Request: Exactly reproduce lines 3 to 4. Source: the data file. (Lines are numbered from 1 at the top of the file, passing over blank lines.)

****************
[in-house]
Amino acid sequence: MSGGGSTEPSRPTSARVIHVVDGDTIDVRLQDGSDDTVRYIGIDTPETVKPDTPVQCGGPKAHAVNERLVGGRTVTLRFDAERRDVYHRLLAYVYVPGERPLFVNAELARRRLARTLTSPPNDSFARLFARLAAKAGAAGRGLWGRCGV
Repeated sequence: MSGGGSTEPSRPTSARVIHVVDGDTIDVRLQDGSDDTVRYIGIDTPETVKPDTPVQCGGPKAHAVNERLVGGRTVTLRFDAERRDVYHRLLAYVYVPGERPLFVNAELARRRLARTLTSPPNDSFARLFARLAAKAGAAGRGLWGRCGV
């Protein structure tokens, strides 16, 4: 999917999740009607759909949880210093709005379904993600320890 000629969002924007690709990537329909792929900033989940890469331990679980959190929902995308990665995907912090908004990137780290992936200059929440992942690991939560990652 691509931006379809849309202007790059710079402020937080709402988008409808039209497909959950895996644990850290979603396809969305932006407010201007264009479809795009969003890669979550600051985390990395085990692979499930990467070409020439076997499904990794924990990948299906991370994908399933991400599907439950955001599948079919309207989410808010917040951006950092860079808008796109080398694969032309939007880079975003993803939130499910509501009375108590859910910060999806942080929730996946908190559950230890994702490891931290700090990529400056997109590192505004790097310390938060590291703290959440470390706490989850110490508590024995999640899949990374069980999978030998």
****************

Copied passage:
Repeated sequence: MSGGGSTEPSRPTSARVIHVVDGDTIDVRLQDGSDDTVRYIGIDTPETVKPDTPVQCGGPKAHAVNERLVGGRTVTLRFDAERRDVYHRLLAYVYVPGERPLFVNAELARRRLARTLTSPPNDSFARLFARLAAKAGAAGRGLWGRCGV
């Protein structure tokens, strides 16, 4: 999917999740009607759909949880210093709005379904993600320890 000629969002924007690709990537329909792929900033989940890469331990679980959190929902995308990665995907912090908004990137780290992936200059929440992942690991939560990652 691509931006379809849309202007790059710079402020937080709402988008409808039209497909959950895996644990850290979603396809969305932006407010201007264009479809795009969003890669979550600051985390990395085990692979499930990467070409020439076997499904990794924990990948299906991370994908399933991400599907439950955001599948079919309207989410808010917040951006950092860079808008796109080398694969032309939007880079975003993803939130499910509501009375108590859910910060999806942080929730996946908190559950230890994702490891931290700090990529400056997109590192505004790097310390938060590291703290959440470390706490989850110490508590024995999640899949990374069980999978030998």